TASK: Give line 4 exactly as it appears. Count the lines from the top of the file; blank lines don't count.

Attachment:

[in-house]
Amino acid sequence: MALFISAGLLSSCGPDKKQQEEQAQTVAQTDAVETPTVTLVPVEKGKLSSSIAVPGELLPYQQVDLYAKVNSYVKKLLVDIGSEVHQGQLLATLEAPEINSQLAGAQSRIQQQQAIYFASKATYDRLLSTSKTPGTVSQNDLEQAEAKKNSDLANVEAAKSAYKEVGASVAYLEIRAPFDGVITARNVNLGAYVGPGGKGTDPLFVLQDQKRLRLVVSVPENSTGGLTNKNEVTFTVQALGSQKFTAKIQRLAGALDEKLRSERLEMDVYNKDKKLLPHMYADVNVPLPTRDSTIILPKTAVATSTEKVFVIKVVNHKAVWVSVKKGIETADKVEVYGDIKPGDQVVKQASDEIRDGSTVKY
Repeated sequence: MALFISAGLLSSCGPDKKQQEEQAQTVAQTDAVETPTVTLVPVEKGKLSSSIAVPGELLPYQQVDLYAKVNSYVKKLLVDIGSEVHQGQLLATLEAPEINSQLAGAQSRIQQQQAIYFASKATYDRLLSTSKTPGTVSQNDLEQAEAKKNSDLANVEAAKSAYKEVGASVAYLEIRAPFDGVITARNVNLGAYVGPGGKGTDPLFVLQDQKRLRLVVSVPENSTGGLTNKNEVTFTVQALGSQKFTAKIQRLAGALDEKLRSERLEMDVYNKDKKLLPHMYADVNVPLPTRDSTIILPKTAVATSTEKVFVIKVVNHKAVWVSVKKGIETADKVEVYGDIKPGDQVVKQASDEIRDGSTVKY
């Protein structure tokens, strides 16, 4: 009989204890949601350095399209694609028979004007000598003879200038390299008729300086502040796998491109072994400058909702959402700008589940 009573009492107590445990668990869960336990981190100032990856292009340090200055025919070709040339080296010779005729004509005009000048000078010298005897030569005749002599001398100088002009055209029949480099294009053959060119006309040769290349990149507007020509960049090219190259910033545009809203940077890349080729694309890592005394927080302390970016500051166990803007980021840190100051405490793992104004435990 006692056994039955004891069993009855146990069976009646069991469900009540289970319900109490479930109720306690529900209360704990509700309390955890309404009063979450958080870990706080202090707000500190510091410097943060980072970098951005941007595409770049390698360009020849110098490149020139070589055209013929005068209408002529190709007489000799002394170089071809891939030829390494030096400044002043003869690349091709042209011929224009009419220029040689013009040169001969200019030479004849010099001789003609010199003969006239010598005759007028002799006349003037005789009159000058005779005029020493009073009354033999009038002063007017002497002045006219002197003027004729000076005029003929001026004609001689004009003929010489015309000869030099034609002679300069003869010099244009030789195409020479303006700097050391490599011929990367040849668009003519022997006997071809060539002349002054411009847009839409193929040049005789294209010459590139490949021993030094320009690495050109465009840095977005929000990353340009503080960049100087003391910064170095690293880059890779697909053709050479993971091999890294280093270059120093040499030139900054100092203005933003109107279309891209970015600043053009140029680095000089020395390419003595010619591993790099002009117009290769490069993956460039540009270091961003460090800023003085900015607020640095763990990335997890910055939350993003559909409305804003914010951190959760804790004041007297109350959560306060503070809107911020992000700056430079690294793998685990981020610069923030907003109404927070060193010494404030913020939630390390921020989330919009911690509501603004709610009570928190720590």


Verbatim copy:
């Protein structure tokens, strides 16, 4: 009989204890949601350095399209694609028979004007000598003879200038390299008729300086502040796998491109072994400058909702959402700008589940 009573009492107590445990668990869960336990981190100032990856292009340090200055025919070709040339080296010779005729004509005009000048000078010298005897030569005749002599001398100088002009055209029949480099294009053959060119006309040769290349990149507007020509960049090219190259910033545009809203940077890349080729694309890592005394927080302390970016500051166990803007980021840190100051405490793992104004435990 006692056994039955004891069993009855146990069976009646069991469900009540289970319900109490479930109720306690529900209360704990509700309390955890309404009063979450958080870990706080202090707000500190510091410097943060980072970098951005941007595409770049390698360009020849110098490149020139070589055209013929005068209408002529190709007489000799002394170089071809891939030829390494030096400044002043003869690349091709042209011929224009009419220029040689013009040169001969200019030479004849010099001789003609010199003969006239010598005759007028002799006349003037005789009159000058005779005029020493009073009354033999009038002063007017002497002045006219002197003027004729000076005029003929001026004609001689004009003929010489015309000869030099034609002679300069003869010099244009030789195409020479303006700097050391490599011929990367040849668009003519022997006997071809060539002349002054411009847009839409193929040049005789294209010459590139490949021993030094320009690495050109465009840095977005929000990353340009503080960049100087003391910064170095690293880059890779697909053709050479993971091999890294280093270059120093040499030139900054100092203005933003109107279309891209970015600043053009140029680095000089020395390419003595010619591993790099002009117009290769490069993956460039540009270091961003460090800023003085900015607020640095763990990335997890910055939350993003559909409305804003914010951190959760804790004041007297109350959560306060503070809107911020992000700056430079690294793998685990981020610069923030907003109404927070060193010494404030913020939630390390921020989330919009911690509501603004709610009570928190720590």